Absorbent pads – Pads are a management option available if you are experiencing stress incontinence. They won’t prevent the leaking of urine; however, they can help manage any leaks when out in public. If leaks are not a major problem in your life, pads are an inclusive option.
Pessaries - Pessaries are an effective and convenient option for women to manage the symptoms of stress incontinence, particularly for those seeking a non-surgical solution. These small, often silicone devices can be easily inserted into the vagina to help to prevent urine leakage during activities like coughing, laughing, or exercising.

Proprioception and your pelvic floor
If you’re looking for long-term treatment, training yourself in proprioception is a helpful option.
Proprioception is the ability to perceive the position and movement of the parts of your body, allowing you to interact with the environment around you without having to completely rely on visual feedback iv. It is involved in acquiring and maintaining complex motor skills, like walking, talking or learning to drive. It’s also essential in maintaining pelvic floor functions like peeing, pooping, and having pain free sex. If you happen to be experiencing stress incontinence, improving proprioception will likely be part of your treatment plan.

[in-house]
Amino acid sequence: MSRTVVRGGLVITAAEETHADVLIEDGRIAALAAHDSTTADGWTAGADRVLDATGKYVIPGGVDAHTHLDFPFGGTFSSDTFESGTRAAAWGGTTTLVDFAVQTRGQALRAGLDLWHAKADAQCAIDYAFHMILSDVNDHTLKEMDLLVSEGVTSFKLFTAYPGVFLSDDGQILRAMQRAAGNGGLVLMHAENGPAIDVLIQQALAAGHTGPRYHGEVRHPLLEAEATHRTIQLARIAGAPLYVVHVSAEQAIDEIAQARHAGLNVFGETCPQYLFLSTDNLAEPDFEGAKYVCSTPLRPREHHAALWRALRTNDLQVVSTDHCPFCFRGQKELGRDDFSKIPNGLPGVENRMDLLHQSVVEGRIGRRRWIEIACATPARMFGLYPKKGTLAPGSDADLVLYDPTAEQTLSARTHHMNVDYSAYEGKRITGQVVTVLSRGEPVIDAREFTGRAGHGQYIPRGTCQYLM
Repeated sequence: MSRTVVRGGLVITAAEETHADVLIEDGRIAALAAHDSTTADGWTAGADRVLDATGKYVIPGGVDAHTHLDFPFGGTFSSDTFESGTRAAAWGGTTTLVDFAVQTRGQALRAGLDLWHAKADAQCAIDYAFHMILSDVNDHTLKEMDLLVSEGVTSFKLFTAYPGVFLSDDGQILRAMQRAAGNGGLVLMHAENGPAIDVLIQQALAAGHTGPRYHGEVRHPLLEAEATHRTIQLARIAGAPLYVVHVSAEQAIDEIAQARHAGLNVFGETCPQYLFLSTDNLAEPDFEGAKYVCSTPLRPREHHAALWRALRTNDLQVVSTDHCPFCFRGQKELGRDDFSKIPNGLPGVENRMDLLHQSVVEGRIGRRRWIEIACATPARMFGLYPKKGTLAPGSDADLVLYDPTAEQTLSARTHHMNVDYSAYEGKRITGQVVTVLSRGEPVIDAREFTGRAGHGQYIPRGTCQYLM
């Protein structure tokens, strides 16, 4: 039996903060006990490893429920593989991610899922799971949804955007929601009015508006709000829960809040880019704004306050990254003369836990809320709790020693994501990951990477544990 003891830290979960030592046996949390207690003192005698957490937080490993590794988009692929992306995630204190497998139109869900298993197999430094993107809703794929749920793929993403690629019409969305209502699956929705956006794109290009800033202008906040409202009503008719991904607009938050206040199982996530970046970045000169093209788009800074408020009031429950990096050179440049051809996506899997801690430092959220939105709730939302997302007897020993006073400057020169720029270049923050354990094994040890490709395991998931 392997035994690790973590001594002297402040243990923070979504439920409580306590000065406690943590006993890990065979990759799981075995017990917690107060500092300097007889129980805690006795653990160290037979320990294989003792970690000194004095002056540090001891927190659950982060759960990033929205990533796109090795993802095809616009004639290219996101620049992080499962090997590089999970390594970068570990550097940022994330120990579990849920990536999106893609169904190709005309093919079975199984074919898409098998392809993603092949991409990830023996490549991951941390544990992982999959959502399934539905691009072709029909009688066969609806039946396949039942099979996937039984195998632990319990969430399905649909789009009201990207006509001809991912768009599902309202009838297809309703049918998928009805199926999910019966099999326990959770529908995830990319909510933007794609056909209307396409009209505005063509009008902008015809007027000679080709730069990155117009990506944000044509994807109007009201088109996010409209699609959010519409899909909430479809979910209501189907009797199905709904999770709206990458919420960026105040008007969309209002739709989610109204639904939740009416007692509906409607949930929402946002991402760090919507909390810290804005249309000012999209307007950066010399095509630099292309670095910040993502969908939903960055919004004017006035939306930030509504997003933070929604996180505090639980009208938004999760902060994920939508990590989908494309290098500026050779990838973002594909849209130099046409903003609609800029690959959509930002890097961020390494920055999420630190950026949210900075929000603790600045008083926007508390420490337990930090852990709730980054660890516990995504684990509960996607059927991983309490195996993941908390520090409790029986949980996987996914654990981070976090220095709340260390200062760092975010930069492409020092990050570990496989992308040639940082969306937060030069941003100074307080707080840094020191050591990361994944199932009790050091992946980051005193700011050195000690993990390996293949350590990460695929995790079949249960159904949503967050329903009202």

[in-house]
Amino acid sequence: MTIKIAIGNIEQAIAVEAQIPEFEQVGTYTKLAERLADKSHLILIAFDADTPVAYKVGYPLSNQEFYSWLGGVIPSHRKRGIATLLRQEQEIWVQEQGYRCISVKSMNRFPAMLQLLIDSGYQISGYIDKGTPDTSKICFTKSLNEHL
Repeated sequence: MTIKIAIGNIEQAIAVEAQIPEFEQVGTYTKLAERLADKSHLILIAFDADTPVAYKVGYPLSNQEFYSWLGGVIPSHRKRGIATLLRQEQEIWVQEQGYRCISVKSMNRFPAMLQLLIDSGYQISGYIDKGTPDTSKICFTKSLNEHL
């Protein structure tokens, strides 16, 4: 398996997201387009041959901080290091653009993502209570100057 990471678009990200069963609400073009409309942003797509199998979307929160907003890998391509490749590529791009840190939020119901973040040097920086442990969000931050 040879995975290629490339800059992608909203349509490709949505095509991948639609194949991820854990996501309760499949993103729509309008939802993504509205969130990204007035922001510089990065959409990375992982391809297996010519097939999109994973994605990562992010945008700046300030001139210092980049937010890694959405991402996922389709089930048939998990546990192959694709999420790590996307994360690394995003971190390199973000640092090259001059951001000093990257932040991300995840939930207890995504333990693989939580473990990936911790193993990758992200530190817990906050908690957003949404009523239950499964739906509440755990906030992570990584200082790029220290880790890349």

One of the best ways to understand proprioception is to picture yourself riding a bike. Are you staring down at your feet and consciously deciding how to move your joints and muscles in order to push the pedals? No, you don’t have to! Your brain is firing signals informing your legs to move. Your sense of proprioception is providing feedback to your brain that your legs, ankles, and feet are where they need to be, and are applying the right amount of pressure to pedals at exactly the right timeiv.